Does your team need security awareness training? Phishing can help
Jul 10, 2020
Are you concerned that your employees don’t take cybersecurity seriously enough? Of course, they don’t. Everybody’s focused on doing their job because that's what they're paid for. Here’s a better question:
Do company employees think about cybersecurity when it matters? And do they stay safe when browsing online, creating new passwords, and checking emails?
If you want to know, you can check. Many companies now perform tests to see whether their cybersecurity awareness training is working. Maybe it’s time for your company to do the same?
Cybersecurity awareness training and testing
Today, every company needs cybersecurity awareness training. Unless you don’t store any data and don’t use emails, money, or the internet, you and your team should know about online threats and how to avoid them.
But even when you pass on the knowledge, you can’t guarantee that anyone will follow the established rules, no matter how much you drill. Take, for example, all those institutions you would consider too secure to be hacked — a prison, for instance. They know what security is and understand why it matters. And yet hackers still manage to sneak in, even into a prison.
To facilitate their cybersecurity awareness training, companies now perform security tests on their employees. GitLab, a popular DevOps platform, is one of the companies that have shared their tests with the world. How well do you think they did?
How GitLab tested their employees
In May 2020, GitLab sent a phishing email to 50 randomly selected employees. The goal was simple: to test users’ preparedness for phishing and promote cybersecurity awareness. The email offered users to upgrade their work laptops and click a link to apply. Whoever clicked on the provided link was sent to a fake GitLab login page almost identical to the original one. The only clue was the domain of the fake website: gitlab.company instead of gitlab.com. As the last step, users were asked to enter their credentials. Those who did were redirected to GitLab’s cybersecurity handbook.
In a recent report, GitLab revealed that 17 out of the 50 recipients (around 30%), clicked on the link in the company’s phishing email. Out of the 17 employees who clicked, 10 entered their credentials into the fake sign-up form.
On the flip side, 6 users out of 50 successfully recognized the phishing attack and reported it to the GitLab security team. Still, you have to wonder about the remaining 27 employees who did not take any action. Did they recognize it as phishing and didn’t report it? Or maybe they couldn’t make up their minds about the computer? Both possibilities are alarming. Notifying the company's security team should be the first thing you do after coming across something suspicious. And if the lack of action is caused by uncertainty, chances are a follow-up message could've persuaded them to click.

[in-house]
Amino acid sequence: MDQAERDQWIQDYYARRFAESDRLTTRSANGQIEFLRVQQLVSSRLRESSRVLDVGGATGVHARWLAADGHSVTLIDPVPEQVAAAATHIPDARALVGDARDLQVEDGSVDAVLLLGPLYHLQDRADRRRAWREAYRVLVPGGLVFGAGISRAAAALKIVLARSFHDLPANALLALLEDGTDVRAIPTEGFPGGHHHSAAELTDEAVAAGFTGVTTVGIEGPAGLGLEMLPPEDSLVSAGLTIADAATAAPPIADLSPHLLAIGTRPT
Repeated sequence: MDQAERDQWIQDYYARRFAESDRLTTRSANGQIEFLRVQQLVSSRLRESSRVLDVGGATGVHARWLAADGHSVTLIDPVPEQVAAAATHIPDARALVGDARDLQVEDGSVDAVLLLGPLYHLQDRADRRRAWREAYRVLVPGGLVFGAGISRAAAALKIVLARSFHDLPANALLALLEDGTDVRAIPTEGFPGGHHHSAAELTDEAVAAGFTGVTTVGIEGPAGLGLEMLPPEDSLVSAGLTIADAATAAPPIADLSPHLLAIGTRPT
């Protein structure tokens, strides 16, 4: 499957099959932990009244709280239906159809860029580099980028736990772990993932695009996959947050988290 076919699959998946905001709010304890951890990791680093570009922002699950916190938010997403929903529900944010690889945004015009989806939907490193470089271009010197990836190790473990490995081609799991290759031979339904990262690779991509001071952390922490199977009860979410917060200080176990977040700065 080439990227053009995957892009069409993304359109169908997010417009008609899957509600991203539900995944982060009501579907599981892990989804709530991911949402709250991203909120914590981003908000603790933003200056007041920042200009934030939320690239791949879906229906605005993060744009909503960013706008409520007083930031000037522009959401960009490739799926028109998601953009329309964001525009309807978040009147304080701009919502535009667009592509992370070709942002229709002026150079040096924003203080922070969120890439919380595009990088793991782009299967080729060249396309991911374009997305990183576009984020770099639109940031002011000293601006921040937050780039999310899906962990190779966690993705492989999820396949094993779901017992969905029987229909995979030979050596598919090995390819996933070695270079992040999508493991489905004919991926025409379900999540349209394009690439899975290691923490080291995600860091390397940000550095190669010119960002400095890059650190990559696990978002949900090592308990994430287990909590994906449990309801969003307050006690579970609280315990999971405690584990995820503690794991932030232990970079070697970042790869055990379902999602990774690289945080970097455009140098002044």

The truth is that every company should be doing these cybersecurity tests, which GitLab vowed to repeat soon with another batch of 50 people.
How cybersecurity training can have a lasting effect on employees
As our recent survey showed, the majority of people have fallen victim to cybercrime at least once. If you want to keep your company safe, you should often remind employees about the dangers lurking online.
The problem is often in the delivery — it’s hard to make a lasting impact with a presentation. But various tests within the company will keep your employees on their toes for longer.
Phishing email test campaigns are cheap and cost-effective. Plus, they are easy to repeat and give you a clear indication of how well your company is doing.
Penetration tests are also a common way to test the company’s security. During these tests, a hacker tries to get into the building using various social engineering techniques. In fact, the prison story we mentioned earlier was a penetration test.
The point is, the best way to learn is by putting theory into practice, and this also applies to security awareness training. Even if the results are not good, they can be a positive learning opportunity.
Stay proactive with cybersecurity
Nothing is stopping you from replicating GitLab’s method and testing your employees with a phishing email. But is there anything else to bear in mind? Of course, there is.
Set realistic goals
The goal of phishing tests is not to get the perfect score. Instead, it's a way of identifying problems before they turn into disasters.
Replace emails with instant messaging
Most malware is spread via email. So limit the number of emails you send. Often, an email can be a direct message via Slack.
Introduce processes like secure sharing
If you share files via email, a phishing email may be easily mistaken for a genuine one. But if you use NordLocker to share encrypted files only, unencrypted attachments will stand out.
Remind everyone about cybersecurity principles
We’ve said it before, and we’ll say it again: cybersecurity involves everyone at the company — not only the IT security team. Everyone from an intern to the CEO is vulnerable to cyber attacks.
Encourage competition between departments
If your company is large enough, get different departments to compete on who gets the best score. Or produce a lasting impact by encouraging departments to create tests for other departments.
Cybersecurity training does not have to be boring. There are numerous ways of making an impact while having fun. Stay safe.
A nerd with a laser focus on all things cybersec. His own words. Oliver’s hobbies away from the computer include reading, Netflix, and testing the limits of yet another Raspberry Pi. To our surprise, this 130-pound ‘nerd’ also bakes a killer pumpkin pie.